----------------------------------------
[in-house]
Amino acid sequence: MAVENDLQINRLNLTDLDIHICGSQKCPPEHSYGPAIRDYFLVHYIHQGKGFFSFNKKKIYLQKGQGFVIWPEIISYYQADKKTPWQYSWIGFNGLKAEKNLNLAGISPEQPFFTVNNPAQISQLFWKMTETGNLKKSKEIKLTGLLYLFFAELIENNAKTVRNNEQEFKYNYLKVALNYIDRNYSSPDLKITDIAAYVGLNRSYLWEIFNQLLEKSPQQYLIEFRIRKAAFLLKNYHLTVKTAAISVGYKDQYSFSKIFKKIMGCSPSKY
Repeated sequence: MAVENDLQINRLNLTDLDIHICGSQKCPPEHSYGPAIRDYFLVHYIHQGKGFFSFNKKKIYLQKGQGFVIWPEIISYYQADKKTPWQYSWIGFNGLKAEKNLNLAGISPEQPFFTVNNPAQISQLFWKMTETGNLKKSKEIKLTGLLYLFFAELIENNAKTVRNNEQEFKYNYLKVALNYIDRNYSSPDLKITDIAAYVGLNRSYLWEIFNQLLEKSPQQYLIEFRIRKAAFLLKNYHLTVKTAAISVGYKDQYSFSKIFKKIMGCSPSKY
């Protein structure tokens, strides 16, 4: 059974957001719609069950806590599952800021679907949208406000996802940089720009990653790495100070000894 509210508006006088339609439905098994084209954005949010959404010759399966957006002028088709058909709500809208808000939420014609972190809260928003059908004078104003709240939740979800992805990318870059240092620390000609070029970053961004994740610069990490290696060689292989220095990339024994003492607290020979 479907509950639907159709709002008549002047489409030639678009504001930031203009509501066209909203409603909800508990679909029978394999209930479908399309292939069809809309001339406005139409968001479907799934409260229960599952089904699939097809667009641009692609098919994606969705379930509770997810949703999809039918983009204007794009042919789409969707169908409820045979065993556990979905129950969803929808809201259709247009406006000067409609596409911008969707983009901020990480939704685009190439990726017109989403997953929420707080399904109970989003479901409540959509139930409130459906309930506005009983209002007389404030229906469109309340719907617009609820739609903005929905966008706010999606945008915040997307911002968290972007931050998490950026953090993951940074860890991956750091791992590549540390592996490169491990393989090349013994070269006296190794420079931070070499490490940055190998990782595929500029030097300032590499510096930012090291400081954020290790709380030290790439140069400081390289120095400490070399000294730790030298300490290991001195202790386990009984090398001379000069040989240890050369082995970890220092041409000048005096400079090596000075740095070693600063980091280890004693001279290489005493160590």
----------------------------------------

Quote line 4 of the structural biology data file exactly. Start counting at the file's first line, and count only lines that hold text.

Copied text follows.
């Protein structure tokens, strides 16, 4: 059974957001719609069950806590599952800021679907949208406000996802940089720009990653790495100070000894 509210508006006088339609439905098994084209954005949010959404010759399966957006002028088709058909709500809208808000939420014609972190809260928003059908004078104003709240939740979800992805990318870059240092620390000609070029970053961004994740610069990490290696060689292989220095990339024994003492607290020979 479907509950639907159709709002008549002047489409030639678009504001930031203009509501066209909203409603909800508990679909029978394999209930479908399309292939069809809309001339406005139409968001479907799934409260229960599952089904699939097809667009641009692609098919994606969705379930509770997810949703999809039918983009204007794009042919789409969707169908409820045979065993556990979905129950969803929808809201259709247009406006000067409609596409911008969707983009901020990480939704685009190439990726017109989403997953929420707080399904109970989003479901409540959509139930409130459906309930506005009983209002007389404030229906469109309340719907617009609820739609903005929905966008706010999606945008915040997307911002968290972007931050998490950026953090993951940074860890991956750091791992590549540390592996490169491990393989090349013994070269006296190794420079931070070499490490940055190998990782595929500029030097300032590499510096930012090291400081954020290790709380030290790439140069400081390289120095400490070399000294730790030298300490290991001195202790386990009984090398001379000069040989240890050369082995970890220092041409000048005096400079090596000075740095070693600063980091280890004693001279290489005493160590």